A federal judge delivered a victory to the New York City Police Department Thursday by throwing out a case that alleged that police officers discriminated against Muslims in New Jersey. NY1's Michael Herzenberg filed the following report.
Syed Hassan has served in the United States Army for more than a decade. Born in Chicago, he attends mosques in New Jersey where he lives.
He says he goes less now because of New York City Police Department surveillance and worries about his security clearance in the Army.
"Constant fear," he said. "The fact that there's a possibility that my license plate would have been recorded at a suspected location for no apparent reason was extremely detrimental to my career."
He is not alone in his fight against the NYPD's surveillance program. He filed a civil suit with others against the city of New York. Plaintiffs include five other Muslim individuals who claim that the surveillance hurt their careers or property values.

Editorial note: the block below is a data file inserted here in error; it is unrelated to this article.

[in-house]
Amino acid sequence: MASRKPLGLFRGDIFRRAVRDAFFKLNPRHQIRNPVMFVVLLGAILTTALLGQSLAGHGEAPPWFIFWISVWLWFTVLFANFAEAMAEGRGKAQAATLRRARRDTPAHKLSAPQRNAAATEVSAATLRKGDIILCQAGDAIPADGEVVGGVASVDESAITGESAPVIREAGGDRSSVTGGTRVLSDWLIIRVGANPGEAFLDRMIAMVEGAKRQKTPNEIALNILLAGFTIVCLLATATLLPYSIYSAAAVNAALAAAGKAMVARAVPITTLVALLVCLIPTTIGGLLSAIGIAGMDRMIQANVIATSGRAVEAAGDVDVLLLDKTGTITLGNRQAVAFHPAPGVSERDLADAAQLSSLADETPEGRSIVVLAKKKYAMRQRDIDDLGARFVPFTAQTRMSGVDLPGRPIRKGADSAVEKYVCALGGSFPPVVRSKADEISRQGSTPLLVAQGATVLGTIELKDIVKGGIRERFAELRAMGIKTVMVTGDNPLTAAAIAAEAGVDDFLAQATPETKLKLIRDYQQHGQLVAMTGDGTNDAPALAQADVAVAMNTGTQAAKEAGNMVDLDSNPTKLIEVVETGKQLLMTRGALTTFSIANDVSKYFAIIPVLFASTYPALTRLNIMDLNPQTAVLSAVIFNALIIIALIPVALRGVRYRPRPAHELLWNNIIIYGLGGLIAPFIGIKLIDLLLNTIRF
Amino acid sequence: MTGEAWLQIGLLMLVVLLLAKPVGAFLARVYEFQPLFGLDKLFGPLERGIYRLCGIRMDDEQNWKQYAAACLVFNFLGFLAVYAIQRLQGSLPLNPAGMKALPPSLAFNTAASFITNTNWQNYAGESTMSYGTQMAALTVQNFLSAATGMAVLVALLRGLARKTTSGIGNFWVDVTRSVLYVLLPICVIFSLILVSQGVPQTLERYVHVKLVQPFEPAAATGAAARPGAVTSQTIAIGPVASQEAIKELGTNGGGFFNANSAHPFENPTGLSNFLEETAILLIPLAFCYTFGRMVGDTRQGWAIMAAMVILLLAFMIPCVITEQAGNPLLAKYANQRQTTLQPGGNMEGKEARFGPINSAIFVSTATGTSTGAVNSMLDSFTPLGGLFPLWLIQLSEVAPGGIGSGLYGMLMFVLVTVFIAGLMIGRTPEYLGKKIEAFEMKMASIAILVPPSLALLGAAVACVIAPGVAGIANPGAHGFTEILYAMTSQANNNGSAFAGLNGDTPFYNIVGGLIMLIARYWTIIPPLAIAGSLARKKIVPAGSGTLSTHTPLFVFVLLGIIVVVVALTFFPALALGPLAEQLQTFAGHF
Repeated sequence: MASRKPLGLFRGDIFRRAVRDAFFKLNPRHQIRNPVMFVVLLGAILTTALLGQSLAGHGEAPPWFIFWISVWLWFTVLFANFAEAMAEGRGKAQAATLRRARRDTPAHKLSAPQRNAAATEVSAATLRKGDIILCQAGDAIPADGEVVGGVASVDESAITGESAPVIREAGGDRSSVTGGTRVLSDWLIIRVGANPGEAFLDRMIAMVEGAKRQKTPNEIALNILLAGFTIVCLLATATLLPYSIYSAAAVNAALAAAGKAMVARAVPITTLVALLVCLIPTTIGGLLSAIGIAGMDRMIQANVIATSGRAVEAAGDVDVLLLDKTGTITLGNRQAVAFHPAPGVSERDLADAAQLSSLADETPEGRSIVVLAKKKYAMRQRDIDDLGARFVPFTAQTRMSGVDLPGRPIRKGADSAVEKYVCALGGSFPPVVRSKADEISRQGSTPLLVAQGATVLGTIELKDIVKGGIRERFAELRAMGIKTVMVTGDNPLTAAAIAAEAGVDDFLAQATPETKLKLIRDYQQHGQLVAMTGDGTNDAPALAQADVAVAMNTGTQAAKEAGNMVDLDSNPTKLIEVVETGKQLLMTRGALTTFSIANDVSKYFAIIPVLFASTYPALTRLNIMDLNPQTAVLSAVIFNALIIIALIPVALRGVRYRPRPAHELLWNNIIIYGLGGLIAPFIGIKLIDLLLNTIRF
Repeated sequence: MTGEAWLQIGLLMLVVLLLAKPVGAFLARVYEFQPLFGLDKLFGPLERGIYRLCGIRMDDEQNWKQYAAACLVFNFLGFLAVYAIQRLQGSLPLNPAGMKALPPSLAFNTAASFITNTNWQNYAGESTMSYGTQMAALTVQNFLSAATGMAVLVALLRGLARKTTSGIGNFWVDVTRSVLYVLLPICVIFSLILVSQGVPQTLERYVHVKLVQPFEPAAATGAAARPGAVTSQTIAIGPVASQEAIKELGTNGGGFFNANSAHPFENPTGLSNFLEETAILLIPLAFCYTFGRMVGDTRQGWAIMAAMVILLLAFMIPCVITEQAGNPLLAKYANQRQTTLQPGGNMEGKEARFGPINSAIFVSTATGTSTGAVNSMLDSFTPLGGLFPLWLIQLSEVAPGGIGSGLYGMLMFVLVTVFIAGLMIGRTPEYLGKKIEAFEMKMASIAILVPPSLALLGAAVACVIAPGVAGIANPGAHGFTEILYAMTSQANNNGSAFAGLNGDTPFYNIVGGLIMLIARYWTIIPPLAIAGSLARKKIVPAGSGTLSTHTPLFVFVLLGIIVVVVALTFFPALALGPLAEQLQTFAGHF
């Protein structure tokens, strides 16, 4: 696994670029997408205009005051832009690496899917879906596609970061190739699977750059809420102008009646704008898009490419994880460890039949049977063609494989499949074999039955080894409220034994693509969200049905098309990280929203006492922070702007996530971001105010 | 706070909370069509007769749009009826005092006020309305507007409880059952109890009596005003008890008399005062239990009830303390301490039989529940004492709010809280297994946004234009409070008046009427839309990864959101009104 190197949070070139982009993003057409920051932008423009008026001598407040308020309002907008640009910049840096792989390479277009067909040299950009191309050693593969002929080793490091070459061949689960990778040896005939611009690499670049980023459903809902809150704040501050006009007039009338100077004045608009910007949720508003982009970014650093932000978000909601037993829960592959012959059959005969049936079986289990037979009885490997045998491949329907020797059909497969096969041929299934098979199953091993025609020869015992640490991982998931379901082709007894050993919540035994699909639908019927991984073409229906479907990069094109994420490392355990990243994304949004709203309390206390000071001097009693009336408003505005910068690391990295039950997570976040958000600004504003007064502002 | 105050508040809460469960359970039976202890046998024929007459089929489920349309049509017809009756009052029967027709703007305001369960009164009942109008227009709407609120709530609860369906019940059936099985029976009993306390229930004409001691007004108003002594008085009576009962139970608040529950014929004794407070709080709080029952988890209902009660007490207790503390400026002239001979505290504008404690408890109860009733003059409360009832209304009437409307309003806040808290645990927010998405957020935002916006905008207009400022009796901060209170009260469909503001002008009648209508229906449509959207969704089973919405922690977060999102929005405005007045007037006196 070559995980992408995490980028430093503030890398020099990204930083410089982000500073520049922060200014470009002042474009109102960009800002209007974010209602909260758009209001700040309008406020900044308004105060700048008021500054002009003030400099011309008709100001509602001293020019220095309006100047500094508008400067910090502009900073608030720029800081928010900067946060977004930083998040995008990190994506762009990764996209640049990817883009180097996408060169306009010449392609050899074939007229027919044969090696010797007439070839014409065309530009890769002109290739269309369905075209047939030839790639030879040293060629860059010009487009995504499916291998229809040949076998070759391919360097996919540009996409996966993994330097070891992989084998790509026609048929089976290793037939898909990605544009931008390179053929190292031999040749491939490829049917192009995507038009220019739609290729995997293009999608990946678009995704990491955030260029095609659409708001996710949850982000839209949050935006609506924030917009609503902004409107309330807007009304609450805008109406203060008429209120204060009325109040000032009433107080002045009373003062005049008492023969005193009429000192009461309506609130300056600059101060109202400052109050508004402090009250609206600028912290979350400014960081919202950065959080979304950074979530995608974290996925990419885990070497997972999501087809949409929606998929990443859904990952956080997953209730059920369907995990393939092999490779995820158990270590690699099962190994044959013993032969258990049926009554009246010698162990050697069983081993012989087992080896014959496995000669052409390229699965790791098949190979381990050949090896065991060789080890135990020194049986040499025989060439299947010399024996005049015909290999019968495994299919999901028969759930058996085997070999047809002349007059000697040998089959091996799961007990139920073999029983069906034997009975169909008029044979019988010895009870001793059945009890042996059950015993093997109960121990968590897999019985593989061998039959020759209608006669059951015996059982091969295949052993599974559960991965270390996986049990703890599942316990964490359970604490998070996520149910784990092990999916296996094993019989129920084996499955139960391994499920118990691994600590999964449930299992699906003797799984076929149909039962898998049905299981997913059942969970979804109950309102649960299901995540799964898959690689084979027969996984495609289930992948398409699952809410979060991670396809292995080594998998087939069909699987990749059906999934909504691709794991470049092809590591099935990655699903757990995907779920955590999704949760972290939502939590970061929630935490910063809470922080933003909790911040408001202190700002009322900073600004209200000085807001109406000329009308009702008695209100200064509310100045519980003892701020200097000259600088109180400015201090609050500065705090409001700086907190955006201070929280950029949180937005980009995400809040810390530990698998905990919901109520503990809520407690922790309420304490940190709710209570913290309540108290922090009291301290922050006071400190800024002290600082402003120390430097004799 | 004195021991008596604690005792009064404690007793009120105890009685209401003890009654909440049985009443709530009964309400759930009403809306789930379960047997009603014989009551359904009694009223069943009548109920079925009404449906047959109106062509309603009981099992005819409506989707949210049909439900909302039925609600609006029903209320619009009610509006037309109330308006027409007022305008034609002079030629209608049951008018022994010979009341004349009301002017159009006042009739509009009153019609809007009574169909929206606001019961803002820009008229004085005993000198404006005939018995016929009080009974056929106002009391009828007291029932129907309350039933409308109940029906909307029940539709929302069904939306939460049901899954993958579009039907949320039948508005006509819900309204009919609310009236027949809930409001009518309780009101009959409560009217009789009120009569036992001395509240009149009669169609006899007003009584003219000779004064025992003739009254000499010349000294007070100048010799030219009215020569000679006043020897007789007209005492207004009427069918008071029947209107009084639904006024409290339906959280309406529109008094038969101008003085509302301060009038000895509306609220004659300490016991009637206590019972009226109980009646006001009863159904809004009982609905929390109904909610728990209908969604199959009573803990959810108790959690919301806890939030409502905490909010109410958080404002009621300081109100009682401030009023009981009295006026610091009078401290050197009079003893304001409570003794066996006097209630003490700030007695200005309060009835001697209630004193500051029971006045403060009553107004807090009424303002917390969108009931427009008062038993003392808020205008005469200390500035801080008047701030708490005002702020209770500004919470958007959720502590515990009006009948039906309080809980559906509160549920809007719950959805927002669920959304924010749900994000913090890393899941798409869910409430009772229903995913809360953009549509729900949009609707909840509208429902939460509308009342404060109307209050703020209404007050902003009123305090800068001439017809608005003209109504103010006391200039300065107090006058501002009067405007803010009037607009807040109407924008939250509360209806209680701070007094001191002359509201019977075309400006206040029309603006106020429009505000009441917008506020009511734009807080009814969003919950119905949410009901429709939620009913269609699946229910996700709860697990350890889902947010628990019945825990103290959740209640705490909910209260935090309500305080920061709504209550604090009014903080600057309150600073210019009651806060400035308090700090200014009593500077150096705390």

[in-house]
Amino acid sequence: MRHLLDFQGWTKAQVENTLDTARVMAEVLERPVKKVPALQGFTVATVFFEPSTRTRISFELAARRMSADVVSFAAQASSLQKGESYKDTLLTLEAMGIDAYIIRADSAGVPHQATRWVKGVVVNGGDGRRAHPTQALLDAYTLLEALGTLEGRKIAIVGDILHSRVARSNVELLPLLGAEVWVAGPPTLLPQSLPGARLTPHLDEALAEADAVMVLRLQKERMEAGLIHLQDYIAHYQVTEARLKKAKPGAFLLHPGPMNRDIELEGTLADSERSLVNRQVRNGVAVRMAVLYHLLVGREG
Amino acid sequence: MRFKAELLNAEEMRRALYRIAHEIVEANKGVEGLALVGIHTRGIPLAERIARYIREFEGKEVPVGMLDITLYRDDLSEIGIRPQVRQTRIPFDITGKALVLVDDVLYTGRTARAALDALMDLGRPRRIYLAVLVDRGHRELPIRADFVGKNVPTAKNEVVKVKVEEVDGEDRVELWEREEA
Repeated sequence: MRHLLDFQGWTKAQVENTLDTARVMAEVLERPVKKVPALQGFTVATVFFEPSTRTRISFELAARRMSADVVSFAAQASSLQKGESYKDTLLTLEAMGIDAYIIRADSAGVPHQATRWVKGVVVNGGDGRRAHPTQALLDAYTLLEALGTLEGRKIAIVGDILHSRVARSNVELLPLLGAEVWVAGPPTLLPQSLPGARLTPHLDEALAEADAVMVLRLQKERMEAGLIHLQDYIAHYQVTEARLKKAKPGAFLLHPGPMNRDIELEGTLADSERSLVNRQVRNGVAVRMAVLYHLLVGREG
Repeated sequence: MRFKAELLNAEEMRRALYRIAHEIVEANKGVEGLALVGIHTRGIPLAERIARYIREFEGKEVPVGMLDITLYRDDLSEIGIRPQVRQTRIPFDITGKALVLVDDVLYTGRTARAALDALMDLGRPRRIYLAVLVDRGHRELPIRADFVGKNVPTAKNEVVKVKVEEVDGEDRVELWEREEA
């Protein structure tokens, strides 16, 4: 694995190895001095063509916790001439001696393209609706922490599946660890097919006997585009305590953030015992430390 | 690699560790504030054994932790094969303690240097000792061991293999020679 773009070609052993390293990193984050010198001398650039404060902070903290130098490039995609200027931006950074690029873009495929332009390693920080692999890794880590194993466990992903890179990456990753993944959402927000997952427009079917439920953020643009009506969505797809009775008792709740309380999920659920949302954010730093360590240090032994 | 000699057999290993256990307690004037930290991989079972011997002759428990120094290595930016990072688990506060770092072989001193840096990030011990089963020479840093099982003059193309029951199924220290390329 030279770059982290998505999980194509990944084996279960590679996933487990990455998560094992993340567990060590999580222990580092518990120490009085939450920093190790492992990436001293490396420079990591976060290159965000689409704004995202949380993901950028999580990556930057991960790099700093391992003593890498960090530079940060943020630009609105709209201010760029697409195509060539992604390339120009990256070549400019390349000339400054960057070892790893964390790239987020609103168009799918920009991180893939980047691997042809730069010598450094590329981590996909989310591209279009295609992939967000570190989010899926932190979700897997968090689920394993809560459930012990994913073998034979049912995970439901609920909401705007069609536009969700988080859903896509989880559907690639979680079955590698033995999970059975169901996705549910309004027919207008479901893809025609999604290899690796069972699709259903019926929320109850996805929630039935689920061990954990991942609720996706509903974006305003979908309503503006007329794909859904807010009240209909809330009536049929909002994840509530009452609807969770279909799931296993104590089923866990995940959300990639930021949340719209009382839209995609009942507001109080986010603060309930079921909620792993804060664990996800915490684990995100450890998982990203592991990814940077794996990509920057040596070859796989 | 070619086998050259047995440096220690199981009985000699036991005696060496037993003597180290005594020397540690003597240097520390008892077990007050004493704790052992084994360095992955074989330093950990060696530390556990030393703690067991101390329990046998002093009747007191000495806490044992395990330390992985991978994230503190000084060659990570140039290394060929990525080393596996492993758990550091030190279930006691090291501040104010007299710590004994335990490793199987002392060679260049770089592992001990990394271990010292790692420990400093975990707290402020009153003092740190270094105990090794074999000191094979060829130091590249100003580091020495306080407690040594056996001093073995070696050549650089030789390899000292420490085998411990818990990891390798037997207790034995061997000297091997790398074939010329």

A Rutgers University student association and two New Jersey organizations that run mosques say that the police program got in the way of engaging members in open discussion.
The mosques claim that the NYPD watching them with video cameras on utility poles squashed attendance, while two Newark businesses complain that customers stopped coming when it became publicly known that police were monitoring them.
The judge ruled, "Plaintiffs have demonstrated neither the injury in fact element nor the causation elements of standing required."
Lawyers for the plaintiffs promise an appeal, maintaining that the NYPD targeted Muslims solely on the basis of religion violating their First and 14th Amendment rights.
"The court today said police departments can profile Muslims anywhere, any time without limitation," said Baher Azmy, a plaintiff who is part of the Center for Constitutional Rights.
The Judge wrote, "the Plaintiffs in this case have not alleged facts from which it can be plausibly inferred that they were targeted solely because of their religion. The more likely explanation for the surveillance was a desire to locate budding terrorist conspiracies."
The city Law Department declined to comment.
A similar federal suit in Brooklyn is still pending.